#263Tech: What is a Virtual Private Network (VPN) and Why Do People Use It?
In this digital era, disruptive innovations have changed the way people communicate and handle their social needs. This has been made much more easier and exciting due to the Internet revolution which continues to sweep across the globe with various technological innovations.
When it comes to safe connectivity, using a VPN (Virtual Private Network) is one of the best ways to carry out your business on the world wide web with maximum confidentiality. It is currently one of the most veritable technologies which one can use to enhance privacy, censorship avoidance, anonymous file sharing, and more.
But not all VPNs are created equal, and there’s no sense paying for features you don’t need. Read on as we explore the ins and outs of picking a perfect VPN service.
Through the use of software (and sometimes, at the corporate and governmental level, hardware) a VPN creates a virtualized network between two physically separate networks.
VPN use, for example, allows a 263Chat employee to work from home in Westgate suburb while accessing the company intranet located in a building in Harare CBD, as if he was right there on the263Chat office’s network.
This very same technology can be used by consumers to bridge their phones and laptops to their home network so, while on the road, they can securely access files from their home computers.
VPNs have other uses cases, though. Because they encrypt your connection, VPNs allow users to prevent others from seeing the data they’re transferring. This keeps data secure, particularly on public Wi-Fi networks in places like coffee shops and airports, ensuring no one can snoop your traffic and steal your passwords or credit card numbers.
Since VPNs route your traffic through another network, you can also make it appear as if it’s coming from another location. That means if you’re in Harare, Zimbabwe, you can make your traffic appear to come from Cape Town, South Africa.
This is useful for certain sites that block content based on your location (like Netflix). It also allows some people (we’re looking at you, Zim authorities) have to deal with insanely high import taxes on software that see them paying twice (or more) what other countries’ citizens pay for the same products.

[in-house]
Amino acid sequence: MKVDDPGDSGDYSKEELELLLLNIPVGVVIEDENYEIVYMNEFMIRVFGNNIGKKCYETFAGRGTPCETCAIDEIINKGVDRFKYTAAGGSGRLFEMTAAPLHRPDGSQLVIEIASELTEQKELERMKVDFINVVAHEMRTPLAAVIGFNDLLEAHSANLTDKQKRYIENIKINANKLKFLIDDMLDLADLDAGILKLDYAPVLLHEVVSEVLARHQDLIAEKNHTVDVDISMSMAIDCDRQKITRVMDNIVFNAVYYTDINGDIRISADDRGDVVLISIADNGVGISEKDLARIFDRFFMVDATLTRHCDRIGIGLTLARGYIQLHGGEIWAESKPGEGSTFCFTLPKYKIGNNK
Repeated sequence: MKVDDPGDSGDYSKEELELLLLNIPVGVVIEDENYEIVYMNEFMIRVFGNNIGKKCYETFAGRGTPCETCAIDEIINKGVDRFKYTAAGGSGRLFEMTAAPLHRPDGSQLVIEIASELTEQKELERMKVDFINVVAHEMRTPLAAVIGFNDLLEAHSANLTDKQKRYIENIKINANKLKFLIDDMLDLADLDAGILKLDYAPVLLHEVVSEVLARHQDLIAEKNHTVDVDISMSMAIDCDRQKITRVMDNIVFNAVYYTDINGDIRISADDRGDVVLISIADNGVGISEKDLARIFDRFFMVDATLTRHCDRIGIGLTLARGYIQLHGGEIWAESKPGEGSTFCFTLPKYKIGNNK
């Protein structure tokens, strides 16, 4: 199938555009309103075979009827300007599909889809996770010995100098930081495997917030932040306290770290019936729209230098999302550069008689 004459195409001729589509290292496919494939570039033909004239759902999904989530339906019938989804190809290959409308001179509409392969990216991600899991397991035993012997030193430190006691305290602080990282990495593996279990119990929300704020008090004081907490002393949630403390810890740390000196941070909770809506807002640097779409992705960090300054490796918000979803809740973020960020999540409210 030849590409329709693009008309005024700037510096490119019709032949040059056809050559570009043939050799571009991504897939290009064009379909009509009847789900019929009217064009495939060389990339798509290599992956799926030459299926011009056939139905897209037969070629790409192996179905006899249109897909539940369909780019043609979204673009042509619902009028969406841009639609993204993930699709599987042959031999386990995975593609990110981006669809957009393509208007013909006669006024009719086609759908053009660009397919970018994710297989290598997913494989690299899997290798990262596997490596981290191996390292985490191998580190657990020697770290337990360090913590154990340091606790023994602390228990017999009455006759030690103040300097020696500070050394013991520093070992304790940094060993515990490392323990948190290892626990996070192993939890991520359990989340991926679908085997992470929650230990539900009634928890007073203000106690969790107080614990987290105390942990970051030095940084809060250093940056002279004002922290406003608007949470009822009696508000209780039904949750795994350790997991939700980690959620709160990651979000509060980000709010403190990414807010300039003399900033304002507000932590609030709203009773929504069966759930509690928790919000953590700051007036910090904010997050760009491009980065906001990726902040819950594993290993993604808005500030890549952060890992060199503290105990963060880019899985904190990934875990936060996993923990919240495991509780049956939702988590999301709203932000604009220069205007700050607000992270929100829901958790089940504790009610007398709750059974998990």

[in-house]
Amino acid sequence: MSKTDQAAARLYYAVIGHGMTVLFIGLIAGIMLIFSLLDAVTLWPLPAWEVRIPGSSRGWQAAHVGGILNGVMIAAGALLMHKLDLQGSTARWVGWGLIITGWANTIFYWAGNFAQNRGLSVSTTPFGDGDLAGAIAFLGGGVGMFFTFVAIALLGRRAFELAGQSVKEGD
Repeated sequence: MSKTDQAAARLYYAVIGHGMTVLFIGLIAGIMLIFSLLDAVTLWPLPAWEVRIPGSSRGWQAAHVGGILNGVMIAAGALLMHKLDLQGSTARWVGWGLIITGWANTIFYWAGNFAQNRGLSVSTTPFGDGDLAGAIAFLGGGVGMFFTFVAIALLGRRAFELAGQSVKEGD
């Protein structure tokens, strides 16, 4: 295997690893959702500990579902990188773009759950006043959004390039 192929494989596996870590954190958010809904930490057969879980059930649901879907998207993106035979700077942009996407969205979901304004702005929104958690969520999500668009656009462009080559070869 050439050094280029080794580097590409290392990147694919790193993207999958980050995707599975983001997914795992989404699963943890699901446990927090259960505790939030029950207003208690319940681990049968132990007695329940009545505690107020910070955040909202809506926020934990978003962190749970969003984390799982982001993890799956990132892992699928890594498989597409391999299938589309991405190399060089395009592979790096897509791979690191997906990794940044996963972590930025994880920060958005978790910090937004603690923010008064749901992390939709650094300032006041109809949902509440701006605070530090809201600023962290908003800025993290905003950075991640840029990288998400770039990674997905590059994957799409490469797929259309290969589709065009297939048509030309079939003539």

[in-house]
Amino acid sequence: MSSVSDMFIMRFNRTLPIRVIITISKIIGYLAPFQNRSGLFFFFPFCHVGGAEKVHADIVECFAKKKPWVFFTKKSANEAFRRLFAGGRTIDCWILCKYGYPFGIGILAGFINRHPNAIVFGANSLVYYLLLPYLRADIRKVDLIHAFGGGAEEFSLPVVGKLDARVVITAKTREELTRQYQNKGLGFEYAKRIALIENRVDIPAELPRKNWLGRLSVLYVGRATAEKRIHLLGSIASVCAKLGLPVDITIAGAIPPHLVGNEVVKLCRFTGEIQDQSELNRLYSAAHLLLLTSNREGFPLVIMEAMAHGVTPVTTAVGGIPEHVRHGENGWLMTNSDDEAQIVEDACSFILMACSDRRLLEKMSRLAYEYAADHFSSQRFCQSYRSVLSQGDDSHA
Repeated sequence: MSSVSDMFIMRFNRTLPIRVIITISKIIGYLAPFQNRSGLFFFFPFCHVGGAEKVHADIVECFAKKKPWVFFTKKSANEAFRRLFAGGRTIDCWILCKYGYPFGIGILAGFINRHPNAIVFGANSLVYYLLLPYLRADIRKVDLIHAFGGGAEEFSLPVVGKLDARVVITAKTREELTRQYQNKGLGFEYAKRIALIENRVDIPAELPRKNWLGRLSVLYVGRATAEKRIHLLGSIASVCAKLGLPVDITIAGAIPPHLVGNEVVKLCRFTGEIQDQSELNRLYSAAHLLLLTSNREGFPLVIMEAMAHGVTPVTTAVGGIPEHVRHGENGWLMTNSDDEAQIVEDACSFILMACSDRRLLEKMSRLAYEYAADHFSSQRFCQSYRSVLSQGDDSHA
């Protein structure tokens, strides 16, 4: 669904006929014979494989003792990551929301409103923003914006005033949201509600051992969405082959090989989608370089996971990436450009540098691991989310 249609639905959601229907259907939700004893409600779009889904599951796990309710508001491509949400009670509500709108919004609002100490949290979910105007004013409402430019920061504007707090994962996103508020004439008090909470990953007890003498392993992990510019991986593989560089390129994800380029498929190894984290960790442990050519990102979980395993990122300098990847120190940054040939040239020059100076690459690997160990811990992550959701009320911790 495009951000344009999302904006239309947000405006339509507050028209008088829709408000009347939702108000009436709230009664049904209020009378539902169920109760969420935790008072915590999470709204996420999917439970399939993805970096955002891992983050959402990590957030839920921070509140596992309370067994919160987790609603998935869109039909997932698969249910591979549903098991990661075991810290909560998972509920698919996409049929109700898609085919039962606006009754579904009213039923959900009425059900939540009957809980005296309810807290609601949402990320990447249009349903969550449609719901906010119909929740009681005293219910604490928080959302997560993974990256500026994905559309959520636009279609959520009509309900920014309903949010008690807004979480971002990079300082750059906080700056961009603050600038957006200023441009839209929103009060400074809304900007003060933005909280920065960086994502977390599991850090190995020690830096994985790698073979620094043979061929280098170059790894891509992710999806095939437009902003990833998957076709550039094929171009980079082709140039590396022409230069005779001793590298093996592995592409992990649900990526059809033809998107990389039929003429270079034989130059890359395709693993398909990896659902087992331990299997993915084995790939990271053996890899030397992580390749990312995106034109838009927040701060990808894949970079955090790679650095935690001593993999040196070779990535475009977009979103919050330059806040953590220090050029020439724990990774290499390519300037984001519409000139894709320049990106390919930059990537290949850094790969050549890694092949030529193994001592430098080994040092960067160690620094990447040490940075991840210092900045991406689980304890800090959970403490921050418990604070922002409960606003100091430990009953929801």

On a more serious note, an unfortunately large number of people live in countries with high levels of overt censorship and monitoring (like China) and countries with more convert monitoring (like the US); one of the best ways to get around censorship and monitoring is to use a secure tunnel to appear as if you’re from somewhere else altogether.
In addition to hiding your online activity from a snooping government it’s also useful for hiding your activity from a snooping Internet Service Provider (ISP). If your ISP likes to throttle your connection based on content (tanking your file downloads and/or streaming video speeds in the process) a VPN completely eliminates that problem as all your traffic is traveling to a single point through the encrypted tunnel and your ISP remains ignorant of what kind of traffic it is.
In short, a VPN is useful anytime you want to either hide your traffic from people on your local network (like that free coffee shop Wi-Fi), your ISP, or your government, and it’s also incredibly useful to trick services into thinking you’re right next door when you’re an ocean away.
Every user is going to have slightly different VPN needs, and the best way to pick the ideal VPN service is to take careful stock of what your needs are before you go shopping. You may even find you don’t need to go shopping because home-grown or router-based solutions you already have are a perfect fit.